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Do Millets Cause Your Body to Overheat?

A resurgence of interest in traditional grains such as ragi, jowar, and bajra, has started conversations about their purported health benefits. But do they come with heating effects? Know more.

Sarbani Bhattacharjee
Do Millets Cause Your Body to Overheat? (This image has been created with MidJourney)
Do Millets Cause Your Body to Overheat? (This image has been created with MidJourney)

Amidst the enthusiasm surrounding millets, questions arise about their potential heating effect on the body. The attention around millets in recent times belies their longstanding presence in the Indian context. Often known as nutritional powerhouses, these grains have multiple health benefits.

Regular consumption of millets may help in combating heart diseases, regulating blood pressure and cholesterol levels, and providing fiber to individuals suffering from gallstones. Some millets are gluten-free and are rich in fiber, making them a favorable dietary inclusion for those with gluten sensitivities. However, other millets may suit some individuals who may experience adverse effects such as acidity or bloating, especially when incorporating them into their diet for the first time.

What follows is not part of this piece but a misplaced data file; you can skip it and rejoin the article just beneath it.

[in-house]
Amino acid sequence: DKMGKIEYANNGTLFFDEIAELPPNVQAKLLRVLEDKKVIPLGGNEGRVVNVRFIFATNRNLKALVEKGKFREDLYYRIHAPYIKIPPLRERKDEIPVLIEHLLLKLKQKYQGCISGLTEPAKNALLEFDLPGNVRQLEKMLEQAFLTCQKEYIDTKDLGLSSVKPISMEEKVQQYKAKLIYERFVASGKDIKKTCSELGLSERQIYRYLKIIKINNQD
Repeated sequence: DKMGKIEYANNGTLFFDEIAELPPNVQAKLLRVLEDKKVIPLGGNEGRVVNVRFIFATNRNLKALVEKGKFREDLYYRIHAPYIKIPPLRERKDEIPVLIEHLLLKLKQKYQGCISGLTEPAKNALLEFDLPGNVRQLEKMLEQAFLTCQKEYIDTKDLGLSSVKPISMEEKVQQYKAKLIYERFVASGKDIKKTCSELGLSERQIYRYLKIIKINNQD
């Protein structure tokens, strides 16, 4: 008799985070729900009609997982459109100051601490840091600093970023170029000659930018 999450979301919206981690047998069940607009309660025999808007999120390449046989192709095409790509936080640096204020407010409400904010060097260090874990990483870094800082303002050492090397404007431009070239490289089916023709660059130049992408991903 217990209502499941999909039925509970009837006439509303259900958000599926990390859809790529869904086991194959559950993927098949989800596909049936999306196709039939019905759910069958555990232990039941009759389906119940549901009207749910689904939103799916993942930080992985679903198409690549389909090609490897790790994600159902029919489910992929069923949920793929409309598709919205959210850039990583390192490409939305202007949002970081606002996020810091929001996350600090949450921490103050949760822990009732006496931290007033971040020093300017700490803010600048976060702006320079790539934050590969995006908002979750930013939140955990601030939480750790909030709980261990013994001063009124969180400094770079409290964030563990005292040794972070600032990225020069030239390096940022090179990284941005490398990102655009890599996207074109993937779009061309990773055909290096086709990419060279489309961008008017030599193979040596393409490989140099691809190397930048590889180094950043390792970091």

It is important to recognize that millets may not be universally suitable for everyone. An important consideration is the individual's response to millet consumption, with careful monitoring of any gastrointestinal discomfort. In addition to this, the cooking method plays a crucial role, as excessive water usage may be required, making dishes like kichadi or roti optimal choices.

While millets offer a versatile dietary option, individuals with hypothyroidism should exercise caution, as excessive consumption may lead to thyroid enlargement. This caution stems from the presence of goitrogens in millets, compounds that can potentially interfere with iodine absorption and thyroid function.

Moreover, the choice of millet may vary according to seasonal considerations. Certain millets possess cooling properties, making them ideal for consumption during the summer months. Examples include jowar, ragi, foxtail millet, barnyard millet, and kodo millet. Whereas, millets such as ragi, foxtail millet, bajra, and barnyard millet exhibit heating properties, rendering them suitable for consumption during winter.

The cultivation practices of millets further elucidate their adaptability to diverse environmental conditions. For instance, rain-fed crops like jowar thrive in regions with minimal irrigation requirements.

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